“Some of the challenges in the airport environment is linked to many different cultures and awareness of staff,” he adds. “There are often small and unique cultures within the ramp operation, so it is equally important to ensure the same standards and expectations are communicated to and understood by all staff, contractors and third-party providers.”

Dangerous Goods

Like in many other parts of the world, a safety issue that is quite strongly felt by aircraft ground handling companies in the Middle East is when dangerous goods (DG) are undeclared.

“There are quite strict international and national regulations on the packaging, shipment, storage and segregation of dangerous goods,” points out Hannam. “We invest significant time and resources in training to ensure our staff detect and properly handle and segregate undeclared dangerous goods. In most countries, 100 percent of cargo is screened and technology continues to be enhanced, including the provision of X-ray machines. We expect the number of undeclared dangerous goods to decrease.”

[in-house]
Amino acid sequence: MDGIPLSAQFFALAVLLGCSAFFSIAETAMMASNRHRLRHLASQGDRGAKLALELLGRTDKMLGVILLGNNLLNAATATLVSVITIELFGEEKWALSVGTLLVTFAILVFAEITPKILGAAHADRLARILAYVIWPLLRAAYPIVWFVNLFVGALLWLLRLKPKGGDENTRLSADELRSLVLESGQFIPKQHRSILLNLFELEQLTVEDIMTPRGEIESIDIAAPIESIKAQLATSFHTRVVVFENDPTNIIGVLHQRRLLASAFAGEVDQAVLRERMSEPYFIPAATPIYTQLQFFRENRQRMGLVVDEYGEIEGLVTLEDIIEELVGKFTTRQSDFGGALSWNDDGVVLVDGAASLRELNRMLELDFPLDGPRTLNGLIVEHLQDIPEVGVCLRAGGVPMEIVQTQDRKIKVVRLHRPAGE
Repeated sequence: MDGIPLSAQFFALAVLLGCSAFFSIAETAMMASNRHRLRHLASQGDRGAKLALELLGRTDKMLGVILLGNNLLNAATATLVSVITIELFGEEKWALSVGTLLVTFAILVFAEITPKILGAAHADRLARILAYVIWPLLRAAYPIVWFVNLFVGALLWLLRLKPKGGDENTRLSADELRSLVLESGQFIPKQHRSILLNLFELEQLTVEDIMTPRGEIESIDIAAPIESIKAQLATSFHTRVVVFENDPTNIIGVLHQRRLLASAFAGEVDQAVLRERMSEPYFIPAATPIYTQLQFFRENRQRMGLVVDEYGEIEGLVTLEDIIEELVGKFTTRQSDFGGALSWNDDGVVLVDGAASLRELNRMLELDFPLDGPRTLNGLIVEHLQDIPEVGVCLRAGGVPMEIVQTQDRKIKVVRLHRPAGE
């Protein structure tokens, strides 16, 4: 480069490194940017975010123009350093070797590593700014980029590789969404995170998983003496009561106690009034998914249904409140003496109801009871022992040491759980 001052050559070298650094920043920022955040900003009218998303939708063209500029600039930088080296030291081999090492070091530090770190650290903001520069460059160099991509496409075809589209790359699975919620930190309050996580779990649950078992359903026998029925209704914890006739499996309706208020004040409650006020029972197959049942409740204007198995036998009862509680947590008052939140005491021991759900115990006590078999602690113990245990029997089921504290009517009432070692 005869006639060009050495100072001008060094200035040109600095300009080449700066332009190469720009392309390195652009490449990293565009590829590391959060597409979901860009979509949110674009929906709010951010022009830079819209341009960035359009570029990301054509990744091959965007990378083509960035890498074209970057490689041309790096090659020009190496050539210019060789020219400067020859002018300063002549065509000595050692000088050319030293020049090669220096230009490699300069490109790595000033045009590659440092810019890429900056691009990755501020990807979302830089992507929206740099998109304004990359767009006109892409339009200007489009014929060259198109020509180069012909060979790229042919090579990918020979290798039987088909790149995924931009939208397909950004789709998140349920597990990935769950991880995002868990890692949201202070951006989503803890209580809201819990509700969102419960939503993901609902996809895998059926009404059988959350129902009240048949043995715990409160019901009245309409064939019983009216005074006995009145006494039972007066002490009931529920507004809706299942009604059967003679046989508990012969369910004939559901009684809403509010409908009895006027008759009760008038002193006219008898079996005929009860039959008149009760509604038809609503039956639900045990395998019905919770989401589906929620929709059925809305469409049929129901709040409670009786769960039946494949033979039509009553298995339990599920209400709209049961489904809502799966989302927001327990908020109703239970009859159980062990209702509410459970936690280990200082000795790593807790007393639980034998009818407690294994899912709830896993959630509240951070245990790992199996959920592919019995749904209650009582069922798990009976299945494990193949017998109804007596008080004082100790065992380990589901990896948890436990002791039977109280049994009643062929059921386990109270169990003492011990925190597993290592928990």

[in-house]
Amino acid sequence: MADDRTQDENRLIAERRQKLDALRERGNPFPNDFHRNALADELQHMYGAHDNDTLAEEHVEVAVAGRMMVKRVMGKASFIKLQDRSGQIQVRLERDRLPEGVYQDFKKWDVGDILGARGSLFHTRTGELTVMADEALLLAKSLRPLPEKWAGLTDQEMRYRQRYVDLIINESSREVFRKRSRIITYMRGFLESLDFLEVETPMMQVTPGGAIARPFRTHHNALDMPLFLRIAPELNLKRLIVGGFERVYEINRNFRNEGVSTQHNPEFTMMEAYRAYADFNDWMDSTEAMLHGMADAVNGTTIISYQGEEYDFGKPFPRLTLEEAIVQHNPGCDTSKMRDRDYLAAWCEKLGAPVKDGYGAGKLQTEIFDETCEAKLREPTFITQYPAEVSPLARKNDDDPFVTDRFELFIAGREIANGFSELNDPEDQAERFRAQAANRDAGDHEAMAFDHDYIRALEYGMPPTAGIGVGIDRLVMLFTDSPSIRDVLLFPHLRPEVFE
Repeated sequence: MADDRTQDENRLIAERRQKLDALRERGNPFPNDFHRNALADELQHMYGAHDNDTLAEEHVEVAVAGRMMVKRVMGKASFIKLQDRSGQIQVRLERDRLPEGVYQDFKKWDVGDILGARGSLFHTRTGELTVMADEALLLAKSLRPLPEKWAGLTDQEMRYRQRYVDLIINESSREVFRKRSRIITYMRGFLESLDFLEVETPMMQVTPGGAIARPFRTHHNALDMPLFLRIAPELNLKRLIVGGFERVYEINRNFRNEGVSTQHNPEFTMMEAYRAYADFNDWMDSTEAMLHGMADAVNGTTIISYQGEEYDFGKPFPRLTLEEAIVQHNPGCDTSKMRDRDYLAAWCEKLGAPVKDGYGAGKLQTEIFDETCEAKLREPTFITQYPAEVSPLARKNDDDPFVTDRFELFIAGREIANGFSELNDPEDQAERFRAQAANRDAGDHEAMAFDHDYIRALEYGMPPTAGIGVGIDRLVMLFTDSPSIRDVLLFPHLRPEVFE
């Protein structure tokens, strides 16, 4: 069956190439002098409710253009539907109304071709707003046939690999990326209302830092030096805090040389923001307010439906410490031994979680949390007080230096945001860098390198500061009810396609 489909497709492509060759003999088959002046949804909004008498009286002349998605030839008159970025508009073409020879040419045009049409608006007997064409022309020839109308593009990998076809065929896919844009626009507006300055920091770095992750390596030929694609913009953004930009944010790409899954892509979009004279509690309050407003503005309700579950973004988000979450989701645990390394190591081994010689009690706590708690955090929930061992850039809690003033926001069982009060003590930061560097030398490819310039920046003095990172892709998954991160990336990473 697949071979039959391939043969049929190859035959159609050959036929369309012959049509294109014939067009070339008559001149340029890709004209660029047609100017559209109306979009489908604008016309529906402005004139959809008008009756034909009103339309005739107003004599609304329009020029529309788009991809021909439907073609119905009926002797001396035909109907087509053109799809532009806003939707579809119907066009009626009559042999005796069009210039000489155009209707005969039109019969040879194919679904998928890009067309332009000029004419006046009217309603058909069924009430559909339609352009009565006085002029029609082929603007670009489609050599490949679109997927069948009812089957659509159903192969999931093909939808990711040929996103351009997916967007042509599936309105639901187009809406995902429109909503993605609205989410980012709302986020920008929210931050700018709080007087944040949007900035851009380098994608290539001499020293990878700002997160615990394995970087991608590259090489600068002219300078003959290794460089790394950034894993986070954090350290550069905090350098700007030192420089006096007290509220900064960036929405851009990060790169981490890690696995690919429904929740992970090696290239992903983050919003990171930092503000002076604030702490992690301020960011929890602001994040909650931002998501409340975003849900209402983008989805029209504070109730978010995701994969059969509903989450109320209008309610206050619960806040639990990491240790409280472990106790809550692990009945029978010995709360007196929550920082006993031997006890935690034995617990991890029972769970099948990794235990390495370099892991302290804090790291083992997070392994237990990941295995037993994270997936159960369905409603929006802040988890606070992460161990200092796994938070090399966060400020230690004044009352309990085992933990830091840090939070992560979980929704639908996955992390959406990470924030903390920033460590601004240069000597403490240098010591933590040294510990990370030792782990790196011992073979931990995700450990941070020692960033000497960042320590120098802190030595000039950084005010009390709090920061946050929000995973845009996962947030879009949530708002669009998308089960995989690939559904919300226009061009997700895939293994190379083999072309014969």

GSE Technology

Ground support equipment (GSE) technology is enhancing the ability of line operatives to work safely on the ramp in the Middle East.

“There is a continued evolution of ground support technology with ever-increasing automation and standardization of equipment to help improve safety on the ramp,” says Hannam. “IATA has also mandated the implementation of aircraft protective systems on ground support equipment to help eliminate damage to aircraft. All our new equipment has been purchased in compliance with this. We are also looking at retrofitting some existing equipment, which can be costly, but provides multiple benefits.

“Airports are also working closely with ground support equipment manufacturers to consider human factors and manual handling issues as part of airport and infrastructure design,” he adds. “The implementation of the new baggage handling system at Dubai World Center (DWC) has recently reduced a lot of the concerns around manual handling, along with more automation and less possibility of human error.”

“Working too heavily for too long in very hot temperatures can be devastating to perception, power and motivation. So, any equipment that can support the ground crews to use less of their energy is a success story,” adds Fakoussa. “On the other side too easy a job will make crews be less aware. So, the correct balance is important.”

Indeed, there are some schools of thought whereby technologically advanced equipment may make the operator become complacent when operating the equipment.

About the Author

Mario Pierobon

Dr. Mario Pierobon provides solutions in the areas of documentation, training and consulting to organizations operating in safety-sensitive industries. He has conducted a doctoral research project investigating aircraft ground handling safety. He may be reached at [email protected].